Escalator Tax on Liquor Is the Government’s Way of Keeping the Lower-Class Poor

For the third consecutive year, an “escalator tax” will make wines, spirits, and beers a little pricier for the average Canadian starting on April 1. Up to 80 per cent of the cost of alcohol in Canada is due to taxes that are typically paid by the producer and then added on top of the... Continue Reading

Months After Legalization, Black Market Cannabis is Still More Appealing

The legalization of cannabis has not prevented Canadians from purchasing cannabis on the black market as the government had hoped it would. If anything, legalization has made cannabis being sold illegally even more appealing due to the variety of products being offered at unlicensed dispensaries and how much cheaper they are than legal weed. Still,... Continue Reading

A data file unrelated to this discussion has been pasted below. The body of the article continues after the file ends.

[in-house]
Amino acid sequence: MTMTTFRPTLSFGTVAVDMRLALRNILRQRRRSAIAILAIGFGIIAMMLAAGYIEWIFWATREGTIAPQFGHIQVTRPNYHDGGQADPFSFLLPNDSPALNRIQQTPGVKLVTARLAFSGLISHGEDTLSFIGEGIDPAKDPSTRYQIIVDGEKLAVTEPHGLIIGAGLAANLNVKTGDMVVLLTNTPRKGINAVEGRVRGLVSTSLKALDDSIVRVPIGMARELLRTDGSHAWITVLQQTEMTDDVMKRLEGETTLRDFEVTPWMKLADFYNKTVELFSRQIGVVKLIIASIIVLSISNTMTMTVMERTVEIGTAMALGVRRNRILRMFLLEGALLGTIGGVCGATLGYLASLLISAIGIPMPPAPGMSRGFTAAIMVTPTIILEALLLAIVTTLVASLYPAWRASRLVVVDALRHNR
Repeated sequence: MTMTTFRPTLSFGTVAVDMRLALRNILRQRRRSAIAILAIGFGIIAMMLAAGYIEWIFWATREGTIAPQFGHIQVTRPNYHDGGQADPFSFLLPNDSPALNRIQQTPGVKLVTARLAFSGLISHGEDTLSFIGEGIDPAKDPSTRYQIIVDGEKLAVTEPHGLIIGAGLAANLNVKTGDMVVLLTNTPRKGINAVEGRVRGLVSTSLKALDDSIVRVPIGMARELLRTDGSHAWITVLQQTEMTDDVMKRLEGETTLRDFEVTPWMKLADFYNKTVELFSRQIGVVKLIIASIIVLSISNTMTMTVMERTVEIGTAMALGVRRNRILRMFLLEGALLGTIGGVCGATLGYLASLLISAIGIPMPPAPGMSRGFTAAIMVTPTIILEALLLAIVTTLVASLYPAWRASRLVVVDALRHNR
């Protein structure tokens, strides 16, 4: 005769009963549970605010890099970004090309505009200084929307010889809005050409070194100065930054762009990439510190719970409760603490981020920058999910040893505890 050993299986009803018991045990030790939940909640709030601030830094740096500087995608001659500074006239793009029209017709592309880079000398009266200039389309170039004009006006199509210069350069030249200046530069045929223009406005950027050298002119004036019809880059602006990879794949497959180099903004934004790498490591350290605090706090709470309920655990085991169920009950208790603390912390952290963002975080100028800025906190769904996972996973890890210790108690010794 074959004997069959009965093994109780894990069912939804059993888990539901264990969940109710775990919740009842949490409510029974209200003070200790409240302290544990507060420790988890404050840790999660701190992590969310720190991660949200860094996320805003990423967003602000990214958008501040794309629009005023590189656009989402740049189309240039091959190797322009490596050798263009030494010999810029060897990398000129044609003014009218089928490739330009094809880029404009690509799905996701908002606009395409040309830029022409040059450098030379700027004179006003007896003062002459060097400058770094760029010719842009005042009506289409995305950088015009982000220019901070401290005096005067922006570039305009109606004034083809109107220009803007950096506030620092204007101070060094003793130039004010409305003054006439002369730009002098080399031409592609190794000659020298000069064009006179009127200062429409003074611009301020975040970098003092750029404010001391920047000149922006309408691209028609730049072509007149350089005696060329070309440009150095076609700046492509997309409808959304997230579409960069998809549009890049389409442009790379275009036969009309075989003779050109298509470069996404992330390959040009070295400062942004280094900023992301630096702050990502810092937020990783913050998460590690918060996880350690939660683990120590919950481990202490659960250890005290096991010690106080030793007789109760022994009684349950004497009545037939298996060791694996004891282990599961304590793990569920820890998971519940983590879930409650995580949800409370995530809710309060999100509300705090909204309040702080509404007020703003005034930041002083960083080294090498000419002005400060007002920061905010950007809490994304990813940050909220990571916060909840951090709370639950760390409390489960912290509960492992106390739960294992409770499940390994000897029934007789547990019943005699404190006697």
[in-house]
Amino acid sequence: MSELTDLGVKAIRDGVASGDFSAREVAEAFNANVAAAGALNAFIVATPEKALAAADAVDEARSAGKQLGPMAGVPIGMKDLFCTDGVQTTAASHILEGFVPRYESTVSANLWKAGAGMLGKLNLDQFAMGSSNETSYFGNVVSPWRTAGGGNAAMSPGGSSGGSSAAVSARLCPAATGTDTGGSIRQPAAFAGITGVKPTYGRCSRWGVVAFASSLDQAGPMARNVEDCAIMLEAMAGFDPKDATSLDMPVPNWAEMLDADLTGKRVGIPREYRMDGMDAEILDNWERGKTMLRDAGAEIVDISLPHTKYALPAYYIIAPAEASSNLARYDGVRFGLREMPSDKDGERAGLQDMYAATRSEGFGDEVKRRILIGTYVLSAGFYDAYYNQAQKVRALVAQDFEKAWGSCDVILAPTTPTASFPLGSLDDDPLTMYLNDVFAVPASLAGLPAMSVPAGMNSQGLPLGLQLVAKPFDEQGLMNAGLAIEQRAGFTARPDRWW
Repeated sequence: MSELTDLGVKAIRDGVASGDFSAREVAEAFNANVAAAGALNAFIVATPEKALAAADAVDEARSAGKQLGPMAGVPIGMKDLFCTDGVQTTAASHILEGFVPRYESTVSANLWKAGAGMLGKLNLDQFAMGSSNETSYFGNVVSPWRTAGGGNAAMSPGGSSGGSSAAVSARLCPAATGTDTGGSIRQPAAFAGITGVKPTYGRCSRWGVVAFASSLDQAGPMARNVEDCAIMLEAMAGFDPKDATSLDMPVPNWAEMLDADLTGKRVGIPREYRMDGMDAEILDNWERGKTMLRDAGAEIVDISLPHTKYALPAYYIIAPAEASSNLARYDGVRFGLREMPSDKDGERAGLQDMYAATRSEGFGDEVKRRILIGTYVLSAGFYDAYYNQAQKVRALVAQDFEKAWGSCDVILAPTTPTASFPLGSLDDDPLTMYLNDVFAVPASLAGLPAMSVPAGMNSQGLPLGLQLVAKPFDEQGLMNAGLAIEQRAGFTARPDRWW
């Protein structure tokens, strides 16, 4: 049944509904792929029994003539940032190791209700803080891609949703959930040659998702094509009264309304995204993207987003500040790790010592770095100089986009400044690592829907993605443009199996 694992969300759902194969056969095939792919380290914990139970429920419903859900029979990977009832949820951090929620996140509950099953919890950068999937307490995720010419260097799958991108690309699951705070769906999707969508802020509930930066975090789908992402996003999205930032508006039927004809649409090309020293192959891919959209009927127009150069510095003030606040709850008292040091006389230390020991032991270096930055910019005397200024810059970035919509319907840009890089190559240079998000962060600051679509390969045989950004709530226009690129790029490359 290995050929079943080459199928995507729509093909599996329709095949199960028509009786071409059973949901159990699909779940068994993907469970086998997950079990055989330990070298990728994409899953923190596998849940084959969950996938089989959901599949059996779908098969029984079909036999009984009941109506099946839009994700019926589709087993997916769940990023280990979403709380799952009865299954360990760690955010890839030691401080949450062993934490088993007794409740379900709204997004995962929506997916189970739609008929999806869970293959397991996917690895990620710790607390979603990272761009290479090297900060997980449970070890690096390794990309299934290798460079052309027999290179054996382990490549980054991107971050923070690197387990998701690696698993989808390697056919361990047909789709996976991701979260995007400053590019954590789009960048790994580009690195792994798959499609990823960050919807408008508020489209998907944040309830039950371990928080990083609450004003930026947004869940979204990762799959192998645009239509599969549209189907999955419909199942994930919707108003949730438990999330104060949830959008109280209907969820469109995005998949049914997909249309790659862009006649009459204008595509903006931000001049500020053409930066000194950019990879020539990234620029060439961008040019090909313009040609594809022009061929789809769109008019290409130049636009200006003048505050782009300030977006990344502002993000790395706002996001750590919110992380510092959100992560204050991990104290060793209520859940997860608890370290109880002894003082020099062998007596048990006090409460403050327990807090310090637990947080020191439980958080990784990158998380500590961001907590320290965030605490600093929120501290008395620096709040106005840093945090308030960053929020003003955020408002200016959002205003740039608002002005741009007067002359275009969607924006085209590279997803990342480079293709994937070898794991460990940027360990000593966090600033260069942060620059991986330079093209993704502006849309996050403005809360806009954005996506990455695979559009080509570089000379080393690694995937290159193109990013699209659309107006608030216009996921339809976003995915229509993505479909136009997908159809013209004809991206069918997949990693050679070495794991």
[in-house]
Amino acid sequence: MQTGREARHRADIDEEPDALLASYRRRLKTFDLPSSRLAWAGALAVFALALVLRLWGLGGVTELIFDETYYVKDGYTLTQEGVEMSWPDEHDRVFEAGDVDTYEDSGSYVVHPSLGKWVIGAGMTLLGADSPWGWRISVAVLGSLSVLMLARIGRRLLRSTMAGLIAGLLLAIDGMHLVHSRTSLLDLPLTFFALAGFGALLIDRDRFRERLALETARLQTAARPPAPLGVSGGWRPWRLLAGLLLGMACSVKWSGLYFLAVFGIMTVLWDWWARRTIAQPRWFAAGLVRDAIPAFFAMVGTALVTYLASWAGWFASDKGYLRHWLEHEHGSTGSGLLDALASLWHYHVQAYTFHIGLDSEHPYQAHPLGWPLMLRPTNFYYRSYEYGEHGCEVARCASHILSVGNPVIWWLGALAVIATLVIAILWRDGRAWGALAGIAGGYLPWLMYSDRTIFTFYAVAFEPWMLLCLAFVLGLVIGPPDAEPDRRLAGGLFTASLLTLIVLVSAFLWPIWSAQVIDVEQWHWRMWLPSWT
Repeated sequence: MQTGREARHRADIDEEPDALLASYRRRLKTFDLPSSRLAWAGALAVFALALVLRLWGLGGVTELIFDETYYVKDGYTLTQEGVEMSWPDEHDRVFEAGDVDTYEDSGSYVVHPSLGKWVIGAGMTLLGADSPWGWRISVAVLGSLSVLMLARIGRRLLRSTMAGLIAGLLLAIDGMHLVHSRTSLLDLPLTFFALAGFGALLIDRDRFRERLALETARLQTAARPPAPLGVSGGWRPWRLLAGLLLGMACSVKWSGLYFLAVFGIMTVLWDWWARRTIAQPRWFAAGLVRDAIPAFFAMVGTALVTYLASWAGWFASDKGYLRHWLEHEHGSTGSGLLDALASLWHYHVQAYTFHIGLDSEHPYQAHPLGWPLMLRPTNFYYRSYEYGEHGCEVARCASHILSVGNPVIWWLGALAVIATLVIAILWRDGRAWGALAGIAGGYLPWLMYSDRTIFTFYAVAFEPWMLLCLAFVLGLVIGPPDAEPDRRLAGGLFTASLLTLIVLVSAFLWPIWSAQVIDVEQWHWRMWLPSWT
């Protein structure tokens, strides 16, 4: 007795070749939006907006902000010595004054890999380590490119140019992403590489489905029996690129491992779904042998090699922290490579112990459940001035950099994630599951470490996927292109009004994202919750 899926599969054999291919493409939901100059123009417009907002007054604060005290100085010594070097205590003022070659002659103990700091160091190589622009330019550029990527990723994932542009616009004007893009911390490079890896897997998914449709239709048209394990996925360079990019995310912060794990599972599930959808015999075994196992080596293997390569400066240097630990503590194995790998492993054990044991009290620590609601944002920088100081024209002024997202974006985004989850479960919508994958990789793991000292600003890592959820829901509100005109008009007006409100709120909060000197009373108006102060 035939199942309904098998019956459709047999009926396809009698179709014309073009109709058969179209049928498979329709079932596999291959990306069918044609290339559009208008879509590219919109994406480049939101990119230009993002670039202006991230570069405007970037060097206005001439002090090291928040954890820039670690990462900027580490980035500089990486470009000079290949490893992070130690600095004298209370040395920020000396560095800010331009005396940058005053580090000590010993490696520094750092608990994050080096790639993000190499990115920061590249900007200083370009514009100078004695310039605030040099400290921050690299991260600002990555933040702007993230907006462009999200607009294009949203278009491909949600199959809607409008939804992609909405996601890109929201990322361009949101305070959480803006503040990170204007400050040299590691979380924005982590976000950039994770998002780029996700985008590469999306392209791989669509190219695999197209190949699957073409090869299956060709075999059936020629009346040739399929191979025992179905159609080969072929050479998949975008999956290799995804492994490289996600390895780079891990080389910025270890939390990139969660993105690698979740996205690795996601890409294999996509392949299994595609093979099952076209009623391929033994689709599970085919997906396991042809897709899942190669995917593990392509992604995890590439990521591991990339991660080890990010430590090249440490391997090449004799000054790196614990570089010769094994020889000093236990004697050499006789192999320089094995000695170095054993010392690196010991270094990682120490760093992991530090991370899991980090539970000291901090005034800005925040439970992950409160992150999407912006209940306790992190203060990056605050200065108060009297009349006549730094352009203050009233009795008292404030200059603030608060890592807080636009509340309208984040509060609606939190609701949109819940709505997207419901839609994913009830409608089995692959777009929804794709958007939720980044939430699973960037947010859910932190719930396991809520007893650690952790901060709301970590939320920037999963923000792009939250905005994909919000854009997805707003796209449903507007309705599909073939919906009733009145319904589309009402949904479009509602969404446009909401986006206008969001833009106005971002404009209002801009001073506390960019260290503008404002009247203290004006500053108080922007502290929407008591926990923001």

Canadian Universities Should Consider Saying No Way To Huawei

The political climate between China and Canada has been tense since the Canadian government detained Huawei’s CFO,  Meng Wanzhou, in Vancouver last December​. Consequently, Canadian universities are reconsidering existing partnerships with the telecommunications company. Many Western and European countries—including the United States, U.K., Australia, and New Zealand—have banned Huawei and ZTE, a similar telecom company... Continue Reading